Leclerc is the first driver in history to claim multiple poles in Azerbaijan, and his top qualifying performance extended his Saturday streak to four pole positions in a row and six overall for the season.
The Monegasque had put together a somewhat scruffy first flying lap for the pole shootout, but there would be no denying him the second time around. A centimetre-perfect run between the barriers put him an unreachable first in the order, his margin settling at 0.282 seconds ahead of Sergio Perez when the flag fell.
“It feels good,” he said. “Obviously all pole positions feel good, but this one I probably did not expect it.
“In the last lap everything came together and I managed to do a good lap, so I’m extremely happy.
“Overall our race pace has done a step up since we brought the upgrade [last month], so tomorrow will be very interesting whether it’ll be the case here too.”
Perez was the lead Red Bull Racing driver, but he was disappointed not to have the benefit of a slipstream down the 2.2-kilometre front straight after a fuel calculation problem had him held in the garage longer than anticipated for his final lap.
The Mexican admitted it probably wouldn’t have been enough to overhaul Leclerc, but after having traded times with him all weekend, the inability to hit back clearly unsettled him.
“It was not an ideal qualifying, because in the end I had a problem with the engine,” he said. “We couldn’t turn it on.
“It meant I was basically on my own, and the tow’s very powerful around here.”
Max Verstappen was similarly disappointed with third, but the championship leader was optimistic he’d have competitive race pace on Sunday.
“Overall we seem to lack maybe a tiny bit over one lap, but clearly normally in the long run our car should be quite good,” he said.
Carlos Sainz will start alongside Verstappen in fourth after having provisional pole at the end of the first laps but being unable to improve late.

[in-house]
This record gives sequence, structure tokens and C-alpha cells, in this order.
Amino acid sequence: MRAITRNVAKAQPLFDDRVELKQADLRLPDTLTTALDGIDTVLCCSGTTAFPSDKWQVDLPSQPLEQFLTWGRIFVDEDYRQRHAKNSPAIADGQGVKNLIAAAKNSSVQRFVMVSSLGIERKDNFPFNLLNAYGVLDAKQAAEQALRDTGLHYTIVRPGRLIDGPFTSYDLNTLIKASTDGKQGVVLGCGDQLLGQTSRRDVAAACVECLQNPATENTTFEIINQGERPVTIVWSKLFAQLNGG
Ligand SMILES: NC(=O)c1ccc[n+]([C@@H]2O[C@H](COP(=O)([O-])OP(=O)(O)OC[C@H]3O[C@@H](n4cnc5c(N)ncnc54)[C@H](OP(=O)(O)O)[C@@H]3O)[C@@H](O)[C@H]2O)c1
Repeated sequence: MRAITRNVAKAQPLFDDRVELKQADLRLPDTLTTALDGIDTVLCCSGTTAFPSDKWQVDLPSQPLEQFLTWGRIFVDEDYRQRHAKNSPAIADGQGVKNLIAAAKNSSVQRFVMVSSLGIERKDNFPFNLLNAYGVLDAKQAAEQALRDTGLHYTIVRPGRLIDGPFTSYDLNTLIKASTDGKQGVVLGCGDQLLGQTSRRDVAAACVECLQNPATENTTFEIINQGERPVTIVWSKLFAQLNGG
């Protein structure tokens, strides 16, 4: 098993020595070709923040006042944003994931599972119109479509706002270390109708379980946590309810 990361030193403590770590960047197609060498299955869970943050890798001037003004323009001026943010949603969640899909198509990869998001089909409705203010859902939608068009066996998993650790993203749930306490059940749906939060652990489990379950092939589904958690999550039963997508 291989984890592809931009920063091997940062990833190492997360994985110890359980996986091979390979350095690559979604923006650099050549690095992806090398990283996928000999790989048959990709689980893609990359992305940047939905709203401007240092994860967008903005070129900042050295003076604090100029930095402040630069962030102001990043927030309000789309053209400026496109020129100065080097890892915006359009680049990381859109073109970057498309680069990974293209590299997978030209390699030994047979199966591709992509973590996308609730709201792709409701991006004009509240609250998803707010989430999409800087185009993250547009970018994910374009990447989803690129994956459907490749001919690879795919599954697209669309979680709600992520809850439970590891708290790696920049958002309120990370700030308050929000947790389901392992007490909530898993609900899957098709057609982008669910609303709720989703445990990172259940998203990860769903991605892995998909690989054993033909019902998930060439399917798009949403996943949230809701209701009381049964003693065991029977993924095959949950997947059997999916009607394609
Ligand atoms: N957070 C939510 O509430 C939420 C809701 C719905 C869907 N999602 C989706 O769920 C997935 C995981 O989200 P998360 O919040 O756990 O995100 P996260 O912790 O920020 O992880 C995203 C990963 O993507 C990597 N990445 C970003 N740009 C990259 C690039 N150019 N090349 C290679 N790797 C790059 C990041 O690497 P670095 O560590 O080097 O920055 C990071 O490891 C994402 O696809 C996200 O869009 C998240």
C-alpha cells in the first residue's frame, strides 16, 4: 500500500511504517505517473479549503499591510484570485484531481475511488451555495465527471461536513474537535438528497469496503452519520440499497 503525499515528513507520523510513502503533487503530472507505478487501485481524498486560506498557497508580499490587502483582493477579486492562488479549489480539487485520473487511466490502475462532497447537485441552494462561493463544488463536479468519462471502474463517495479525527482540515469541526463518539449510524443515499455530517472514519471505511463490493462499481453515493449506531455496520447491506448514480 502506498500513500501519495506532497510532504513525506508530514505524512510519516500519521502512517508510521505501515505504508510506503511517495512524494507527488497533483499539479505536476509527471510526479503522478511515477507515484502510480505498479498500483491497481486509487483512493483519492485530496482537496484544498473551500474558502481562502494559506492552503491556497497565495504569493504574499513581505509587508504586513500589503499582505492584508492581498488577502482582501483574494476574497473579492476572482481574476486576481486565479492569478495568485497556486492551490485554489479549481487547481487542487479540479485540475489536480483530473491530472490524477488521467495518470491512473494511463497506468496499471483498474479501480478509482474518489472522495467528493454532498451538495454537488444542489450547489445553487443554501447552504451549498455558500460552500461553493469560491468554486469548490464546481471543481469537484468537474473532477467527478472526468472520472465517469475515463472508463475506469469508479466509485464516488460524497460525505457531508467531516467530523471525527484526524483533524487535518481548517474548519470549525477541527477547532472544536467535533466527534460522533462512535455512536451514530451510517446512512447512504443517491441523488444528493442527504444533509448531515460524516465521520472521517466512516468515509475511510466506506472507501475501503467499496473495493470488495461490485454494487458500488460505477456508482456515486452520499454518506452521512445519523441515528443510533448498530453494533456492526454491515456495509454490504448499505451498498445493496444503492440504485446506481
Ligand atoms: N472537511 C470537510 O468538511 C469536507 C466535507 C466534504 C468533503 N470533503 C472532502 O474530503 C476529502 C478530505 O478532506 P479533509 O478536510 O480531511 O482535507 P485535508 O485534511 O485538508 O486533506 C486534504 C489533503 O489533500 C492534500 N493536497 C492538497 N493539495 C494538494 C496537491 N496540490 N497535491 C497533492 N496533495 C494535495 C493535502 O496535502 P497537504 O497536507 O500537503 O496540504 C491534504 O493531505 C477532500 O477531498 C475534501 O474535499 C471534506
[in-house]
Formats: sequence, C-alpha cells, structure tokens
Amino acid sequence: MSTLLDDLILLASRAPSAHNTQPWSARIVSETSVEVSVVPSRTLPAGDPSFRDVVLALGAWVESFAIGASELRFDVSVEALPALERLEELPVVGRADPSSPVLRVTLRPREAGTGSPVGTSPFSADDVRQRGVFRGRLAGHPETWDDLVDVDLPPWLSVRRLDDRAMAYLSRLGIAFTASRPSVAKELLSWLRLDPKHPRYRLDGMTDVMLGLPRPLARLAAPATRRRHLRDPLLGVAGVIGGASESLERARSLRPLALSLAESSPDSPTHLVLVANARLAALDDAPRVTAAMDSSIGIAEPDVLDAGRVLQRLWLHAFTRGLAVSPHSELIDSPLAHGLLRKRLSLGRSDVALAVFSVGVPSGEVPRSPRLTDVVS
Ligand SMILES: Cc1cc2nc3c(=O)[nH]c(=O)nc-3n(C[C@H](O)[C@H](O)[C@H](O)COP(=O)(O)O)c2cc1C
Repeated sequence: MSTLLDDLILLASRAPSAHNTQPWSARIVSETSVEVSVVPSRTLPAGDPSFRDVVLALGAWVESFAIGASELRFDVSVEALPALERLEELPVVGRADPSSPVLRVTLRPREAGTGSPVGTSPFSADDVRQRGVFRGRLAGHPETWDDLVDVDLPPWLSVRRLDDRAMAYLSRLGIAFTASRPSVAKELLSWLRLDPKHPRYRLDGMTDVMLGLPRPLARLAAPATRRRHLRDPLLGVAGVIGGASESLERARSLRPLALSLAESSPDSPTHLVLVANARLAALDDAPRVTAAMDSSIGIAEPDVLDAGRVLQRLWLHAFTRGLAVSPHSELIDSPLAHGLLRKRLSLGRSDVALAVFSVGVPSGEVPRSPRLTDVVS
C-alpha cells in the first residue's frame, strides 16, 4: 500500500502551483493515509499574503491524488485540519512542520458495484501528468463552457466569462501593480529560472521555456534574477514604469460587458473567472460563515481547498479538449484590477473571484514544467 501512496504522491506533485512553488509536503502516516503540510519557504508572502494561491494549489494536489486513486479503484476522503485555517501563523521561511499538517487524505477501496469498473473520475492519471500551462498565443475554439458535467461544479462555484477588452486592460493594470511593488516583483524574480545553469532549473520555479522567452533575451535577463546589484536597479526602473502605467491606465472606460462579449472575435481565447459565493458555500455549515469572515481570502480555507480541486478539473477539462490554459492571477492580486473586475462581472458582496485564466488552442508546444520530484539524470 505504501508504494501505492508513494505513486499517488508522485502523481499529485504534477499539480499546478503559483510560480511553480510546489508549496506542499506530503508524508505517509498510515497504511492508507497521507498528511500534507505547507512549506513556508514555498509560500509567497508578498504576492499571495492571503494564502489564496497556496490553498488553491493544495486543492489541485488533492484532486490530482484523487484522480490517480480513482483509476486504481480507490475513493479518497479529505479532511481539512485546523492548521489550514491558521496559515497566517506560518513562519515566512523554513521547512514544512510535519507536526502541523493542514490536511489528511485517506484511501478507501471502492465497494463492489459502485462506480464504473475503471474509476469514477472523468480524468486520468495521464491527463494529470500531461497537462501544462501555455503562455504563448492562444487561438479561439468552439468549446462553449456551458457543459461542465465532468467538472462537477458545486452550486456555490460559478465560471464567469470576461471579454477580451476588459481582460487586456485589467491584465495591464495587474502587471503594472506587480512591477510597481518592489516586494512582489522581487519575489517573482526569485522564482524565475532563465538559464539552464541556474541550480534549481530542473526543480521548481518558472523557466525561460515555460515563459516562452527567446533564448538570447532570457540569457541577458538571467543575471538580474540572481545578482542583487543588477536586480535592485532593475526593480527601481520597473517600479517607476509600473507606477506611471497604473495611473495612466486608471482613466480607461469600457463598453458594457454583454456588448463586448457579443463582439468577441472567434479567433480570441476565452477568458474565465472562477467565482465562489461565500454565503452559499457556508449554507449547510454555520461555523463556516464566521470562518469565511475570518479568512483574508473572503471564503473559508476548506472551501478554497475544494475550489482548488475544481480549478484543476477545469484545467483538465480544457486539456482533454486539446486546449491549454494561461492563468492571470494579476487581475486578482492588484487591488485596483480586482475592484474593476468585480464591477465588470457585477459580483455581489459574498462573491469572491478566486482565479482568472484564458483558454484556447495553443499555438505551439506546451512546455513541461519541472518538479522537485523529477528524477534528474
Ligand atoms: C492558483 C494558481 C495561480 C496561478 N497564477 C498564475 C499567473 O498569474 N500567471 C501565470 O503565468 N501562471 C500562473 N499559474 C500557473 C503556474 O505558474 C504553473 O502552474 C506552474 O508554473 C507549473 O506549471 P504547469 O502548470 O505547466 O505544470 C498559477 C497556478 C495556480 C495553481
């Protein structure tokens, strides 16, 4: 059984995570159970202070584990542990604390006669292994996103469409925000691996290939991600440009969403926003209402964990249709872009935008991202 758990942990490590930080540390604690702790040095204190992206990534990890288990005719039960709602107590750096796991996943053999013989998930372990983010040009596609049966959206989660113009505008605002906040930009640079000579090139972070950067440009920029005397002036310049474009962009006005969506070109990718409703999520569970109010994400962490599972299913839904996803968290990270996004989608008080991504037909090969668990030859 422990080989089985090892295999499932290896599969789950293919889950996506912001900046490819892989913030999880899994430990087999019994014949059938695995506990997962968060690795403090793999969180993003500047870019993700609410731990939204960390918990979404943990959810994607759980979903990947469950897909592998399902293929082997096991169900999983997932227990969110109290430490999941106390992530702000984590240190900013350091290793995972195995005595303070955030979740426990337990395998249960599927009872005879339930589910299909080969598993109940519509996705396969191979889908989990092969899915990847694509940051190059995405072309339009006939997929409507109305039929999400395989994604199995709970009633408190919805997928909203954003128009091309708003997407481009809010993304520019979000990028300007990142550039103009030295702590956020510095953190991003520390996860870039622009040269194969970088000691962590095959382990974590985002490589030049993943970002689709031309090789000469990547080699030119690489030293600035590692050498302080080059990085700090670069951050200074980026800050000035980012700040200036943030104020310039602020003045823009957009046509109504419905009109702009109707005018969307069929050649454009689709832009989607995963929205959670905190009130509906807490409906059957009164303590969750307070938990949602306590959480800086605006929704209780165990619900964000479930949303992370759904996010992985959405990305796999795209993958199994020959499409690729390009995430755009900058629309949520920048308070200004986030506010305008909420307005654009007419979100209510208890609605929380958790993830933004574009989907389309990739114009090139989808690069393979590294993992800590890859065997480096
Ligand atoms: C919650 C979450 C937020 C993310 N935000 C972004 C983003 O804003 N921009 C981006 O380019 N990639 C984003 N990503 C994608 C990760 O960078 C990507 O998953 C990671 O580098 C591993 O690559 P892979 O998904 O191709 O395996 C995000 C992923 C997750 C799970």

George Russell gave Mercedes best-of-the-rest honours in fifth, but the Briton was an enormous 1.3 seconds off the pace and almost an entire second slower than Sainz to fourth.
The ailing German marque was struggling so much that Lewis Hamilton qualified only seventh, with an excellent Pierre Gasly splitting the Silver Arrows in sixth for AlphaTauri.
His teammate, Yuki Tsunoda, was eighth ahead of Sebastian Vettel and Fernando Alonso.
McLaren’s Lando Norris and Daniel Ricciardo will line up 11th and 12th ahead of Esteban Ocon’s Alpine.
Chinese rookie Zhou Guanyu qualified 14th and will start ahead of Alfa Romeo teammate Valtteri Bottas for the first time in his career.
Kevin Magnussen will start 16th on the grid after a frantic two-minute Q1 shootout saw Lance Stroll crash his car and cause a red flag deep in the opening session.
The track was extremely congested at the resumption, and several drivers then had their laps compromised by Fernando Alonso running into the turn 15 escape area, causing yellow flags and forcing those behind him to slow.
Kevin Magnussen was knocked back to 16th as a result, ahead of Thai driver Alex Albon, who was directly behind Alonso and incensed by what he thought was gamesmanship rather than a genuine mistake.
Nicholas Latifi will start 18th ahead of Stroll, while Mick Schumacher will start last after being forced to abandon his final lap.